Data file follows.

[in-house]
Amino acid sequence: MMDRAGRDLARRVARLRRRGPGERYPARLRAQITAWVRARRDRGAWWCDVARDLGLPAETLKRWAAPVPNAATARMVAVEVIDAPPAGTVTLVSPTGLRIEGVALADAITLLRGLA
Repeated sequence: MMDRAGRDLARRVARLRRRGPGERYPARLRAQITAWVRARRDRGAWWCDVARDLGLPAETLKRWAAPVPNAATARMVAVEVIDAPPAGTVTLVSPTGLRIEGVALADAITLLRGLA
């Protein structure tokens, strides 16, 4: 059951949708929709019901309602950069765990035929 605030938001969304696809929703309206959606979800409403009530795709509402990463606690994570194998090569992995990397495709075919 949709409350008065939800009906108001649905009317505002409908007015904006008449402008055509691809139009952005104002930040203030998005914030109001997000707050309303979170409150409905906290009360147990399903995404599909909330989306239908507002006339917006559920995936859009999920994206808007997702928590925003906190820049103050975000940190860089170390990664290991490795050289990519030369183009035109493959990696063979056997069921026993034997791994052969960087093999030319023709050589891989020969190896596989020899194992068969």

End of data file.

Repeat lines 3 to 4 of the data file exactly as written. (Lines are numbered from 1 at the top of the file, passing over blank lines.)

Repeated sequence: MMDRAGRDLARRVARLRRRGPGERYPARLRAQITAWVRARRDRGAWWCDVARDLGLPAETLKRWAAPVPNAATARMVAVEVIDAPPAGTVTLVSPTGLRIEGVALADAITLLRGLA
């Protein structure tokens, strides 16, 4: 059951949708929709019901309602950069765990035929 605030938001969304696809929703309206959606979800409403009530795709509402990463606690994570194998090569992995990397495709075919 949709409350008065939800009906108001649905009317505002409908007015904006008449402008055509691809139009952005104002930040203030998005914030109001997000707050309303979170409150409905906290009360147990399903995404599909909330989306239908507002006339917006559920995936859009999920994206808007997702928590925003906190820049103050975000940190860089170390990664290991490795050289990519030369183009035109493959990696063979056997069921026993034997791994052969960087093999030319023709050589891989020969190896596989020899194992068969």